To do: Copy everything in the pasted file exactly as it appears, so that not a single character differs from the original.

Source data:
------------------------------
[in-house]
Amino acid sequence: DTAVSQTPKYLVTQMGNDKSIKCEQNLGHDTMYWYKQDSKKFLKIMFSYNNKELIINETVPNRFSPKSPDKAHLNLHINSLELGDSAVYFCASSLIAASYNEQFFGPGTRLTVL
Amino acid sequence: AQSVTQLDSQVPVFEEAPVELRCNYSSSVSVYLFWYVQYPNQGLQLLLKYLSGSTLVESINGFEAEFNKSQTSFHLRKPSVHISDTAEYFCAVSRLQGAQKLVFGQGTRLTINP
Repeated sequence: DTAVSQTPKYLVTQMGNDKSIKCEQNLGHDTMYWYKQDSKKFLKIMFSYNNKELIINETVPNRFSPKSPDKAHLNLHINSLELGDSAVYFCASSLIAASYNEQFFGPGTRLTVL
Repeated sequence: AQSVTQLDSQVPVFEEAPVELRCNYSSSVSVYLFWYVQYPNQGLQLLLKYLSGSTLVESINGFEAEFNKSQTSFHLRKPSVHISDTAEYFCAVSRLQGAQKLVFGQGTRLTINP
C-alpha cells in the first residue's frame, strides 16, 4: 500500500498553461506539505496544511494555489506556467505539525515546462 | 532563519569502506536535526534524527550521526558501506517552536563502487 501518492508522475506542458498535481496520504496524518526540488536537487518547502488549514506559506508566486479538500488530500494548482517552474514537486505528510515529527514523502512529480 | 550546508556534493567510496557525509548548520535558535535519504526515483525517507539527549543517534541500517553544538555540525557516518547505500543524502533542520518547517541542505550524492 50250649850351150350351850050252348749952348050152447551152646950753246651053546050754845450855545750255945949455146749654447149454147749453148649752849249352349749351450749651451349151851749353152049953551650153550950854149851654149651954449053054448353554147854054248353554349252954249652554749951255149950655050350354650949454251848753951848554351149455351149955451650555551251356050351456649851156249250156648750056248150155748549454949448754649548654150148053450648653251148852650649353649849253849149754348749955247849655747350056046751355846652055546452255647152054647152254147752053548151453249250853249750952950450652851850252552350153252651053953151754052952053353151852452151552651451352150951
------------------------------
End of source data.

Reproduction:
[in-house]
Amino acid sequence: DTAVSQTPKYLVTQMGNDKSIKCEQNLGHDTMYWYKQDSKKFLKIMFSYNNKELIINETVPNRFSPKSPDKAHLNLHINSLELGDSAVYFCASSLIAASYNEQFFGPGTRLTVL
Amino acid sequence: AQSVTQLDSQVPVFEEAPVELRCNYSSSVSVYLFWYVQYPNQGLQLLLKYLSGSTLVESINGFEAEFNKSQTSFHLRKPSVHISDTAEYFCAVSRLQGAQKLVFGQGTRLTINP
Repeated sequence: DTAVSQTPKYLVTQMGNDKSIKCEQNLGHDTMYWYKQDSKKFLKIMFSYNNKELIINETVPNRFSPKSPDKAHLNLHINSLELGDSAVYFCASSLIAASYNEQFFGPGTRLTVL
Repeated sequence: AQSVTQLDSQVPVFEEAPVELRCNYSSSVSVYLFWYVQYPNQGLQLLLKYLSGSTLVESINGFEAEFNKSQTSFHLRKPSVHISDTAEYFCAVSRLQGAQKLVFGQGTRLTINP
C-alpha cells in the first residue's frame, strides 16, 4: 500500500498553461506539505496544511494555489506556467505539525515546462 | 532563519569502506536535526534524527550521526558501506517552536563502487 501518492508522475506542458498535481496520504496524518526540488536537487518547502488549514506559506508566486479538500488530500494548482517552474514537486505528510515529527514523502512529480 | 550546508556534493567510496557525509548548520535558535535519504526515483525517507539527549543517534541500517553544538555540525557516518547505500543524502533542520518547517541542505550524492 50250649850351150350351850050252348749952348050152447551152646950753246651053546050754845450855545750255945949455146749654447149454147749453148649752849249352349749351450749651451349151851749353152049953551650153550950854149851654149651954449053054448353554147854054248353554349252954249652554749951255149950655050350354650949454251848753951848554351149455351149955451650555551251356050351456649851156249250156648750056248150155748549454949448754649548654150148053450648653251148852650649353649849253849149754348749955247849655747350056046751355846652055546452255647152054647152254147752053548151453249250853249750952950450652851850252552350153252651053953151754052952053353151852452151552651451352150951